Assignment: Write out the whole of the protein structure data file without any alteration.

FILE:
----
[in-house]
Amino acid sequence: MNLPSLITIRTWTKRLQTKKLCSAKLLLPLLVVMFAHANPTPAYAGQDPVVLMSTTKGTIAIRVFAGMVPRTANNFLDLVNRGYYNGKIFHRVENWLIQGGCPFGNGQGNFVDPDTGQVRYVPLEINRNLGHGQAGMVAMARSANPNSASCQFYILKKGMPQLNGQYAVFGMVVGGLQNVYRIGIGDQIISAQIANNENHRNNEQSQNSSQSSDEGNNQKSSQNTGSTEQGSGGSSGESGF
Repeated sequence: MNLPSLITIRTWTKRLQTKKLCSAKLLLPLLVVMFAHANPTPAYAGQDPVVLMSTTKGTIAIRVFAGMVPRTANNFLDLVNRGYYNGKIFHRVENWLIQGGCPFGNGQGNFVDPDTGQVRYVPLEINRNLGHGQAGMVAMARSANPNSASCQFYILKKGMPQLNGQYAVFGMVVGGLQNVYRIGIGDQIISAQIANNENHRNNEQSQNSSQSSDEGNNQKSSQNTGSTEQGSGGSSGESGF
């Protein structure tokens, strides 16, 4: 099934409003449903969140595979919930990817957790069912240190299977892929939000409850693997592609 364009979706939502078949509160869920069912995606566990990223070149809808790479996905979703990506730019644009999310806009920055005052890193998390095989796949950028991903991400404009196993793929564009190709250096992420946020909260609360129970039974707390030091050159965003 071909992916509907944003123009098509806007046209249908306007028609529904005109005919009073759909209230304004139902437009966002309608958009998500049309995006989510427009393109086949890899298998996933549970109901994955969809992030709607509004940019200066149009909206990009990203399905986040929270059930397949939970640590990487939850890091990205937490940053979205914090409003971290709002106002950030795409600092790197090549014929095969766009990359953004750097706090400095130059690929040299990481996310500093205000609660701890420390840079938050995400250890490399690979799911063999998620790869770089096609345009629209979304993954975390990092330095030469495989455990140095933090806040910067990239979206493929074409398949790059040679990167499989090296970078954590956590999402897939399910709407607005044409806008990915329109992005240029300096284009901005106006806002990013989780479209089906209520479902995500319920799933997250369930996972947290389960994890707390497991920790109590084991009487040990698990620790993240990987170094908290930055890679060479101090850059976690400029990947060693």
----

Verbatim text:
[in-house]
Amino acid sequence: MNLPSLITIRTWTKRLQTKKLCSAKLLLPLLVVMFAHANPTPAYAGQDPVVLMSTTKGTIAIRVFAGMVPRTANNFLDLVNRGYYNGKIFHRVENWLIQGGCPFGNGQGNFVDPDTGQVRYVPLEINRNLGHGQAGMVAMARSANPNSASCQFYILKKGMPQLNGQYAVFGMVVGGLQNVYRIGIGDQIISAQIANNENHRNNEQSQNSSQSSDEGNNQKSSQNTGSTEQGSGGSSGESGF
Repeated sequence: MNLPSLITIRTWTKRLQTKKLCSAKLLLPLLVVMFAHANPTPAYAGQDPVVLMSTTKGTIAIRVFAGMVPRTANNFLDLVNRGYYNGKIFHRVENWLIQGGCPFGNGQGNFVDPDTGQVRYVPLEINRNLGHGQAGMVAMARSANPNSASCQFYILKKGMPQLNGQYAVFGMVVGGLQNVYRIGIGDQIISAQIANNENHRNNEQSQNSSQSSDEGNNQKSSQNTGSTEQGSGGSSGESGF
């Protein structure tokens, strides 16, 4: 099934409003449903969140595979919930990817957790069912240190299977892929939000409850693997592609 364009979706939502078949509160869920069912995606566990990223070149809808790479996905979703990506730019644009999310806009920055005052890193998390095989796949950028991903991400404009196993793929564009190709250096992420946020909260609360129970039974707390030091050159965003 071909992916509907944003123009098509806007046209249908306007028609529904005109005919009073759909209230304004139902437009966002309608958009998500049309995006989510427009393109086949890899298998996933549970109901994955969809992030709607509004940019200066149009909206990009990203399905986040929270059930397949939970640590990487939850890091990205937490940053979205914090409003971290709002106002950030795409600092790197090549014929095969766009990359953004750097706090400095130059690929040299990481996310500093205000609660701890420390840079938050995400250890490399690979799911063999998620790869770089096609345009629209979304993954975390990092330095030469495989455990140095933090806040910067990239979206493929074409398949790059040679990167499989090296970078954590956590999402897939399910709407607005044409806008990915329109992005240029300096284009901005106006806002990013989780479209089906209520479902995500319920799933997250369930996972947290389960994890707390497991920790109590084991009487040990698990620790993240990987170094908290930055890679060479101090850059976690400029990947060693």